When this pandemic passes and things get back to normal, please, don’t forget about these people. Buy their products and play their music. Support them to the best of your ability just as they have done for you this past year and will continue to do long after the pandemic passes.

Your Success Will Be Defined by Your Ability to Communicate

As teachers prepare for a post-pandemic world, it is vital for the lines of communication to be wide open. Students, parents, school administrators, colleagues and community members all need to hear from directors on a regular basis. Share student successes and describe how students have stayed engaged in the study of music. Continuously highlight and remind each group of the role they need to play to keep music education alive and well in their school and community.

With the pandemic, tax revenues used to fund personnel and programs may face a shortfall. Administrators and Boards of Education will need to make difficult decisions. Priorities will be given first to state-mandated basics and followed by programs the stakeholders feel provide the most benefit to the students. If you have not started to advocate for your program, your communication efforts need to begin now. Focus on educating each group as to the benefits of music participation and study, and encourage them to take appropriate action to be sure their voices are heard.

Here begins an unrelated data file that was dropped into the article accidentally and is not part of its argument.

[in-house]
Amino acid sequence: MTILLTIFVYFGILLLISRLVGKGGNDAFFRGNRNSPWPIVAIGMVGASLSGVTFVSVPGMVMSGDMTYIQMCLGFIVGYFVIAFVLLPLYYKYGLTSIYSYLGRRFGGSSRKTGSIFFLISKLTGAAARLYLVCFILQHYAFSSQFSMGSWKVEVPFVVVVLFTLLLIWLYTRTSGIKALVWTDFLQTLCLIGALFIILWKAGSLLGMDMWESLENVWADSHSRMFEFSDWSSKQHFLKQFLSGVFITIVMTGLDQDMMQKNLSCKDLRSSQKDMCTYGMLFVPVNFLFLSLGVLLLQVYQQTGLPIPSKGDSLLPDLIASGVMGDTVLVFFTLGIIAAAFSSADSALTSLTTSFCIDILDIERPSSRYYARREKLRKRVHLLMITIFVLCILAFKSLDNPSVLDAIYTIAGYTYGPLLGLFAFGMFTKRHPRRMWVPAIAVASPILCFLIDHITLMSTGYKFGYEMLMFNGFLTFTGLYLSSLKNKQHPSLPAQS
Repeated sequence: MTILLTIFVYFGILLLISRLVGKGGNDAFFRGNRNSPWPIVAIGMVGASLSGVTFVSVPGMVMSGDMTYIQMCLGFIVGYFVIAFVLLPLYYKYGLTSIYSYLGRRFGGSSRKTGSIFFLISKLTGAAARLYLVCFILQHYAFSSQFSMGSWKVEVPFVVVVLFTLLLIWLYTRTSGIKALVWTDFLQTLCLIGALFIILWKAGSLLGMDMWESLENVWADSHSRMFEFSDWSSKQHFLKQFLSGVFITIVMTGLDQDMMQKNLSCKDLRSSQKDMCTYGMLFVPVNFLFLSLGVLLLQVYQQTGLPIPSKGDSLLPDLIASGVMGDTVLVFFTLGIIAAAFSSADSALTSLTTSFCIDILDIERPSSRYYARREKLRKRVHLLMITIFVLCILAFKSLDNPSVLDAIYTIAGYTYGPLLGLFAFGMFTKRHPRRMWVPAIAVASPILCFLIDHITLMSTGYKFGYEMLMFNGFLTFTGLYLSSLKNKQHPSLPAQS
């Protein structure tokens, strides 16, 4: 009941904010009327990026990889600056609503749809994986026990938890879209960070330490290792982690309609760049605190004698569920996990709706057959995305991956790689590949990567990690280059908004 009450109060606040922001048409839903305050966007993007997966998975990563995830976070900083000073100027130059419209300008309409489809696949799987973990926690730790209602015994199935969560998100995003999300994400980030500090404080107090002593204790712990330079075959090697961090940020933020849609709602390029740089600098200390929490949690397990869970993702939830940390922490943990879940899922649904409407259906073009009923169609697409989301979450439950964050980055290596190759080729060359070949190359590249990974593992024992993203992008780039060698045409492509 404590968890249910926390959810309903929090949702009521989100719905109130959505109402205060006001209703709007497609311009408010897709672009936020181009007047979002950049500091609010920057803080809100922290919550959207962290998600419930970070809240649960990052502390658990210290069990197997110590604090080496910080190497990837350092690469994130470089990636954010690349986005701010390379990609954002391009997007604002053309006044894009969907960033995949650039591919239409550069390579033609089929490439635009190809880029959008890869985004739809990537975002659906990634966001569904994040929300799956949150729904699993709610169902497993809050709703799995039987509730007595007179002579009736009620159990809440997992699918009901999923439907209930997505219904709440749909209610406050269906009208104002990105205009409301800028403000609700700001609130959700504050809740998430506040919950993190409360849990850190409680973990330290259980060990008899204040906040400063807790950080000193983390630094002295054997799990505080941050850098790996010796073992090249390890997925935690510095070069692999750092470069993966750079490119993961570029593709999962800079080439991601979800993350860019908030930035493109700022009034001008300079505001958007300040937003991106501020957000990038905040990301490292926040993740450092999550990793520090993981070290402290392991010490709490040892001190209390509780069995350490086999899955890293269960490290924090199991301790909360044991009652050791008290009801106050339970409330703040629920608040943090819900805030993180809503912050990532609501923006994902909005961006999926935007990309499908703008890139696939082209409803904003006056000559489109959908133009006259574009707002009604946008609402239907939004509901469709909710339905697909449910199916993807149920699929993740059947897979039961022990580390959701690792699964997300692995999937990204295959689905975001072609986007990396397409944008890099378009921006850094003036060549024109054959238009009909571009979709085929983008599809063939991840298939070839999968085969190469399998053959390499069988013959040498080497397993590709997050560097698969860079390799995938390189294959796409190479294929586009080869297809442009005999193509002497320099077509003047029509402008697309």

Millions of dollars have been spent on research to help identify and define the benefits of making music. If you Google “benefits of making music” you will find about 803,000,000 results. There is no shortage of information to help you plan to begin teaching in a post-pandemic world, but there may be a shortage of time. The time to act is now.

The Music Achievement Council (MAC) is an action-oriented nonprofit organization sponsored by the National Association of School Music Dealers (NASMD) and NAMM, the National Association of Music Merchants (NAMM).

Charles T. Menghini is president emeritus of VanderCook College of Music in Chicago. He is co-author of the Essential Elements band method, published by Hal Leonard and hosts his podcast, Band Talk with Charlie Menghini and Friends.